You’ll often be invited to join a traditional coffee ceremony, in which the grains are roasted over charcoal, ground while the water is boiled, then used to make three successive pots of coffee. It’s not advisable to accept if you’re in a rush or want to get any sleep (it is rude to leave before the third round has been drunk), but you should certainly experience it at least once in your trip. Despite the pomp you might associate with the word ‘ceremony’, it’s really just a social thing – instant coffee holds little appeal in a country where few people have jobs, or even television.
The usual soft drinks – Coca-Cola, Pepsi, Fanta – are widely available and very cheap. The generic name for soft drinks is leslasa. The Harar Brewery also produces a non-alcoholic malt beverage (apparently aimed at the Muslim population) called Harar Sofi, which tastes similar to cola and is said to be good for an upset stomach.
A little more surprisingly, carbonated mineral water is bottled locally and is widely available for around US$0.60 per 750ml bottle. It is best to ask for mineral water by brand name, which is Ambo in central, south and western Ethiopia, and Babile (pronounced ‘bubbily’ – not sure if this is coincidence!) in the east. Still water is also available. The major brand is called Highland, and you will often hear roadside children screaming this repeatedly in the hope that you will toss them an empty bottle (which you most certainly should not!). Another (and arguably better-tasting) top brand is Abyssinia.
Ethiopia’s prime soft drink is fruit juice, which is really puréed fruit. What is available depends somewhat on season and location, but the most common juices are banana, avocado, papaya, orange and guava. I highly recommend the avocado, which sounds odd but is delicious with a squeeze of fresh lime and is sometimes layered with grenadine syrup. If in doubt, ask for espris, which consists of layers of all available juices. The result is thick, creamy, healthy and absolutely fantastic. A glass of juice generally costs around US$0.80.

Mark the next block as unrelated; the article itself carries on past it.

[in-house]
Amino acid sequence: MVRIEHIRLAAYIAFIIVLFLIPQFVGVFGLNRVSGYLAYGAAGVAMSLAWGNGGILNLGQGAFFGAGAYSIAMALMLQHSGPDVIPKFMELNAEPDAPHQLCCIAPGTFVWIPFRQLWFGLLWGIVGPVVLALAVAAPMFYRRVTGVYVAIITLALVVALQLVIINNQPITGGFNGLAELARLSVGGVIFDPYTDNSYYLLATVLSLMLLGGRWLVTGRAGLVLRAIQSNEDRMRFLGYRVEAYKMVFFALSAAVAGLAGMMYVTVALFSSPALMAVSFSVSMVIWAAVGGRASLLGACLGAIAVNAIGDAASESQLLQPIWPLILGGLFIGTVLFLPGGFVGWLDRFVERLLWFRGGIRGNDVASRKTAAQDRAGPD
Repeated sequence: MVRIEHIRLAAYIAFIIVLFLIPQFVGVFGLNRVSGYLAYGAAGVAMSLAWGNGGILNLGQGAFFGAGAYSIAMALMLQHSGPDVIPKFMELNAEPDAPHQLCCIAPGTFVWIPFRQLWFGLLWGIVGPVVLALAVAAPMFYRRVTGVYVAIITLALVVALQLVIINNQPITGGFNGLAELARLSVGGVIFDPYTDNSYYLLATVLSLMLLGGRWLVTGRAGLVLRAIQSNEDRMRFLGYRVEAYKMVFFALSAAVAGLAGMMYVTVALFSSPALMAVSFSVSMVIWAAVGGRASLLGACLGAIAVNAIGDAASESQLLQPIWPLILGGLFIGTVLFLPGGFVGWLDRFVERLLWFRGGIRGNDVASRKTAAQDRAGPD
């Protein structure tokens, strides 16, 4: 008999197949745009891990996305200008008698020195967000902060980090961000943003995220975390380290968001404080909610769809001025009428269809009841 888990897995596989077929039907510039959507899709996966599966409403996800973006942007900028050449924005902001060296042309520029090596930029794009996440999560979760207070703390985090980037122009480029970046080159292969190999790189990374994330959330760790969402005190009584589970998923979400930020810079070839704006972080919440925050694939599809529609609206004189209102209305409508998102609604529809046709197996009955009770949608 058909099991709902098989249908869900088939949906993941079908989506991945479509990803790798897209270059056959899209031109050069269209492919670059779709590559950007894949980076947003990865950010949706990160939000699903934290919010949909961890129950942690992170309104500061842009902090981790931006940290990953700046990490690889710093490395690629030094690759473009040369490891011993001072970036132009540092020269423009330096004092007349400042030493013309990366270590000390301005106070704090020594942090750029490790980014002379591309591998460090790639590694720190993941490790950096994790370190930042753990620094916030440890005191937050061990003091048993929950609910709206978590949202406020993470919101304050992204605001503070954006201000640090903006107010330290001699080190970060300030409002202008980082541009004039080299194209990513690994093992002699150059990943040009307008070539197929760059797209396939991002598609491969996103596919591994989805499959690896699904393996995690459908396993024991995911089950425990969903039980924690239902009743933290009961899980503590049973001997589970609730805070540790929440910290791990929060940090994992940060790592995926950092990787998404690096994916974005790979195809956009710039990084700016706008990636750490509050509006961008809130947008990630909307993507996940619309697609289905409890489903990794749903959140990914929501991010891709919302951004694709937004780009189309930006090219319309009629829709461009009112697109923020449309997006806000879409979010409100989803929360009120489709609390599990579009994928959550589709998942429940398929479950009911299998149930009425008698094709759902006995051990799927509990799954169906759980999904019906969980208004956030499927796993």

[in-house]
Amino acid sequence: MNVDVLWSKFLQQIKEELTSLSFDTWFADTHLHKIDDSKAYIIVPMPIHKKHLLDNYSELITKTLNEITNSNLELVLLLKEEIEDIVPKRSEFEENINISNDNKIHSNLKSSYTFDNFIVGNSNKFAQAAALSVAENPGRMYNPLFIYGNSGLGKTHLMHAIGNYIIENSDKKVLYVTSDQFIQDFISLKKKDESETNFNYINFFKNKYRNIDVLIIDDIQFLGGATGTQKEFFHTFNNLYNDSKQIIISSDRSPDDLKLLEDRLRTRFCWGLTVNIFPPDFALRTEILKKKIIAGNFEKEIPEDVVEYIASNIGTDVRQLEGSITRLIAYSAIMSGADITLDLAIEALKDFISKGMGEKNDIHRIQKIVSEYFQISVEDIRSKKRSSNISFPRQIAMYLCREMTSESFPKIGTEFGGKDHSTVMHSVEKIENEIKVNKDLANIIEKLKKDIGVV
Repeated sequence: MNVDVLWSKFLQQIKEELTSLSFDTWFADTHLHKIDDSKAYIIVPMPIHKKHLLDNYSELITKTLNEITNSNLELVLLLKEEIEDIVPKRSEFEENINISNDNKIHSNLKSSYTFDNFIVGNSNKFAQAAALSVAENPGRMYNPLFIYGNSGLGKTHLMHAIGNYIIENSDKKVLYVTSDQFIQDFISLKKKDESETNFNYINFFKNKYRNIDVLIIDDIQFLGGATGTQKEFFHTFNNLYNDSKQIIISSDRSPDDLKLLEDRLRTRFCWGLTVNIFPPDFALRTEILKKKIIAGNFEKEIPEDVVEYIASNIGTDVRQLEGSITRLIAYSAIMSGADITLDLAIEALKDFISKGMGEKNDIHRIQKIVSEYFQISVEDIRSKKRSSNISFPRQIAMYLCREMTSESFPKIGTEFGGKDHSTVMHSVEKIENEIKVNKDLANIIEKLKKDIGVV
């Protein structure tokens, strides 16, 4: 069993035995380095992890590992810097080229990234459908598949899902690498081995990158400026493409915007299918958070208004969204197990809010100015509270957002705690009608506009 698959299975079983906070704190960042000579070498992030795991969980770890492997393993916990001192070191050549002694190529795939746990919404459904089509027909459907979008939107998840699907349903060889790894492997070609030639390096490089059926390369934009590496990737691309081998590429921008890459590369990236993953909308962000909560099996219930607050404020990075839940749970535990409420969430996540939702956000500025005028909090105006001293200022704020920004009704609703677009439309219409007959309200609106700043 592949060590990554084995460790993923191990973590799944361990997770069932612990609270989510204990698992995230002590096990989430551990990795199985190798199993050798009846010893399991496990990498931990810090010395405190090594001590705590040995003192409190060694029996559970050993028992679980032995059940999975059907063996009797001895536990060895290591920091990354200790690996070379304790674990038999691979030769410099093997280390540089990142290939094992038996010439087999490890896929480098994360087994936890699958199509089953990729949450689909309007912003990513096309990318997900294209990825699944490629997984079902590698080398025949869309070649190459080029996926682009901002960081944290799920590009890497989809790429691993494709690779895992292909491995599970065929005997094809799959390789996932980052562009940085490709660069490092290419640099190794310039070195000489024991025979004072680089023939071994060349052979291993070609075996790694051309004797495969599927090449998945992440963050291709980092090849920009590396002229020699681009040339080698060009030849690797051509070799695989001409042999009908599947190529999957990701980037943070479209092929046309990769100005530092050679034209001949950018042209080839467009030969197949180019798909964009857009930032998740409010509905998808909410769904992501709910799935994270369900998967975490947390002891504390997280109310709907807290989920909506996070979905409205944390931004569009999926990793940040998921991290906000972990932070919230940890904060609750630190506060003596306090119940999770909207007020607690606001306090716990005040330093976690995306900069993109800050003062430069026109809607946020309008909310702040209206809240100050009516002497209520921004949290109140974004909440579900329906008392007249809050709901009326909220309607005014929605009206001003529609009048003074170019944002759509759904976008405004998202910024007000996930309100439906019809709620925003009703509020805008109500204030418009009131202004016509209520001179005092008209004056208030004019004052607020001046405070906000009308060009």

The most popular local tipple is tej, a mead-like drink made from honey (mar) or sugar (isukalama). Mar tej is a considerable improvement on most African home brews, and very alcoholic, but personally I couldn’t get into it on a daily basis. Isukalama tej is entirely avoidable. Tej is not served in normal bars; you will have to go to a tej abet to drink it. A 750ml bottle of tej costs around US$1. Locally brewed beer, made from millet or maize, is called tella. This is similar to the local brew of east and southern Africa, and no less foul in Ethiopia than it is elsewhere in the region.
Acceptable bottled lager is sold throughout Ethiopia. There are several brands, among them Castel, Bati, Bedele, St George, Harar and Dashen. A 350ml bottle of beer costs around US$0.80, with prices varying slightly, depending on where you buy it. Draught lager is available in Addis and quite a few other towns around the country, and it is very cheap. A beer journalist writes: ‘Ethiopia now has a licensed Guinness Foreign Extra Stout, something beer geeks always seek, and it says “Guinness is Good for You” in Amharic on the neck label! Hakim Stout, from the Harare Brewery, isn’t bad, although it’s not really a stout.’ Wine is brewed locally; the result is indifferent but affordable, especially if bought directly from a shop. Imported spirits are served in most bars at very low prices for generous tots.
If you are not particularly fussy, finding a room in Ethiopia is rarely a problem, though genuine tourist-class hotels are limited to major tourist centres. Accommodation at all levels is inexpensive, even by most African standards. Few Ethiopian hotels distinguish between double and single occupancy. Almost without exception, rooms in private hotels will have a bed made to sleep two, and the price of the rooms is the same whether it is occupied by one or two – or for that matter half a dozen – people. Even the most basic hotels in Ethiopia generally have electric sockets for charging mobile phones, digital cameras and similar devices in every room, though you might want to confirm they are working before taking a room in the budget and shoestring ranges.
In the past, most tourist-class hotels were run by one of four government chains, all of which had at least one hotel in Addis Ababa. The Ghion Hotel Group ran all government hotels in the north, the Ras Hotel Group represented the southeast, the Wabe Shebelle Group ran hotels in the south, and the Ethiopia Hotel Group dominated in the west. Nowadays, however, many of the hotels in these chains have been privatised, and there are often newer, equally good if not better private hotels available, especially in major cities. In our listings, many of the former government hotels are no longer listed first, with many of the newer hotels representing best quality and value.